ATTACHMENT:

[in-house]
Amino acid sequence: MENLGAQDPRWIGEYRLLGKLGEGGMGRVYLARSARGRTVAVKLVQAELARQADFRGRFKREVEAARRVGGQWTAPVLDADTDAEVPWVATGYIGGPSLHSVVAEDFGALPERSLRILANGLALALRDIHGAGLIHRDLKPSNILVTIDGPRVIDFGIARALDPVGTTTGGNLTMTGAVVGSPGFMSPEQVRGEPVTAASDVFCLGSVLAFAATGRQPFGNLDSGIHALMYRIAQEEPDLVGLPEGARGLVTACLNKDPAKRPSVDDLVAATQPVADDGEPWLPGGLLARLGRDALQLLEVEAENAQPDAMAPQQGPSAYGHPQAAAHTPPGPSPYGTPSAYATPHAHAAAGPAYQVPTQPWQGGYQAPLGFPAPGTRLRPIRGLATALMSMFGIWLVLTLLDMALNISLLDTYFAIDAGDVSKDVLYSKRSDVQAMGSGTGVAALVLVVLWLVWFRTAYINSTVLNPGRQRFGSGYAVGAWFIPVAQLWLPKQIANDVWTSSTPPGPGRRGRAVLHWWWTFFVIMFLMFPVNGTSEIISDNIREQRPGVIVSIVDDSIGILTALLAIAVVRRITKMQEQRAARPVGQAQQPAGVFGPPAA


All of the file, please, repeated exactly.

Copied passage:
[in-house]
Amino acid sequence: MENLGAQDPRWIGEYRLLGKLGEGGMGRVYLARSARGRTVAVKLVQAELARQADFRGRFKREVEAARRVGGQWTAPVLDADTDAEVPWVATGYIGGPSLHSVVAEDFGALPERSLRILANGLALALRDIHGAGLIHRDLKPSNILVTIDGPRVIDFGIARALDPVGTTTGGNLTMTGAVVGSPGFMSPEQVRGEPVTAASDVFCLGSVLAFAATGRQPFGNLDSGIHALMYRIAQEEPDLVGLPEGARGLVTACLNKDPAKRPSVDDLVAATQPVADDGEPWLPGGLLARLGRDALQLLEVEAENAQPDAMAPQQGPSAYGHPQAAAHTPPGPSPYGTPSAYATPHAHAAAGPAYQVPTQPWQGGYQAPLGFPAPGTRLRPIRGLATALMSMFGIWLVLTLLDMALNISLLDTYFAIDAGDVSKDVLYSKRSDVQAMGSGTGVAALVLVVLWLVWFRTAYINSTVLNPGRQRFGSGYAVGAWFIPVAQLWLPKQIANDVWTSSTPPGPGRRGRAVLHWWWTFFVIMFLMFPVNGTSEIISDNIREQRPGVIVSIVDDSIGILTALLAIAVVRRITKMQEQRAARPVGQAQQPAGVFGPPAA